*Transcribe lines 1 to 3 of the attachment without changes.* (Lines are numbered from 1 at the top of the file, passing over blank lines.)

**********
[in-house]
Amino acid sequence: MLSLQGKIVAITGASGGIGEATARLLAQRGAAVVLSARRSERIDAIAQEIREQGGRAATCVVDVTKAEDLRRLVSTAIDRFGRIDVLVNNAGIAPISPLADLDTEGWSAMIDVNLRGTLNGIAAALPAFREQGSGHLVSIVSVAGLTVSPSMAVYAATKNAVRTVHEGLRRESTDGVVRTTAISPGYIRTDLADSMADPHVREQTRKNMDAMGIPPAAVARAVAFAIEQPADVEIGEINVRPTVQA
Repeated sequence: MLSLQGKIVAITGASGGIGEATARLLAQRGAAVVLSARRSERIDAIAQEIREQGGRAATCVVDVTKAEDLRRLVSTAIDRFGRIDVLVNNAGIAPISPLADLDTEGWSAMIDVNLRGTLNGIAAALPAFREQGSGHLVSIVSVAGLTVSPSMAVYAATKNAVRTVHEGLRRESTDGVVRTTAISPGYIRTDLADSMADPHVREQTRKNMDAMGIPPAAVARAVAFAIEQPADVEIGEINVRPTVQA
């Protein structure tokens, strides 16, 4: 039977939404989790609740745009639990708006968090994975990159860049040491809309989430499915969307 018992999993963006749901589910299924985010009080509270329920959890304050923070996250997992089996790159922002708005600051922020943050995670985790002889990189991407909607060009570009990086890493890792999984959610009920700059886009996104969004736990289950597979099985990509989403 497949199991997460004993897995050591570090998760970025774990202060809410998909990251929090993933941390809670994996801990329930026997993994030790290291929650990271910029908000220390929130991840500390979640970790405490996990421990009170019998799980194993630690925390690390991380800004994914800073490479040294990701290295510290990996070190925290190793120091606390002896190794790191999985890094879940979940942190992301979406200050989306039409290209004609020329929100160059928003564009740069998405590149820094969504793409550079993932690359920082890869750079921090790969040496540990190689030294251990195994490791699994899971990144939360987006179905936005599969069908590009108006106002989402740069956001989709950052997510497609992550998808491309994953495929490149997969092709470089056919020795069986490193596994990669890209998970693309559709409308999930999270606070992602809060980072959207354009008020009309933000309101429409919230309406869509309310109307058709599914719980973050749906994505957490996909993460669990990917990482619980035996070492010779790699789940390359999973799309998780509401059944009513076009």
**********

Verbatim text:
[in-house]
Amino acid sequence: MLSLQGKIVAITGASGGIGEATARLLAQRGAAVVLSARRSERIDAIAQEIREQGGRAATCVVDVTKAEDLRRLVSTAIDRFGRIDVLVNNAGIAPISPLADLDTEGWSAMIDVNLRGTLNGIAAALPAFREQGSGHLVSIVSVAGLTVSPSMAVYAATKNAVRTVHEGLRRESTDGVVRTTAISPGYIRTDLADSMADPHVREQTRKNMDAMGIPPAAVARAVAFAIEQPADVEIGEINVRPTVQA
Repeated sequence: MLSLQGKIVAITGASGGIGEATARLLAQRGAAVVLSARRSERIDAIAQEIREQGGRAATCVVDVTKAEDLRRLVSTAIDRFGRIDVLVNNAGIAPISPLADLDTEGWSAMIDVNLRGTLNGIAAALPAFREQGSGHLVSIVSVAGLTVSPSMAVYAATKNAVRTVHEGLRRESTDGVVRTTAISPGYIRTDLADSMADPHVREQTRKNMDAMGIPPAAVARAVAFAIEQPADVEIGEINVRPTVQA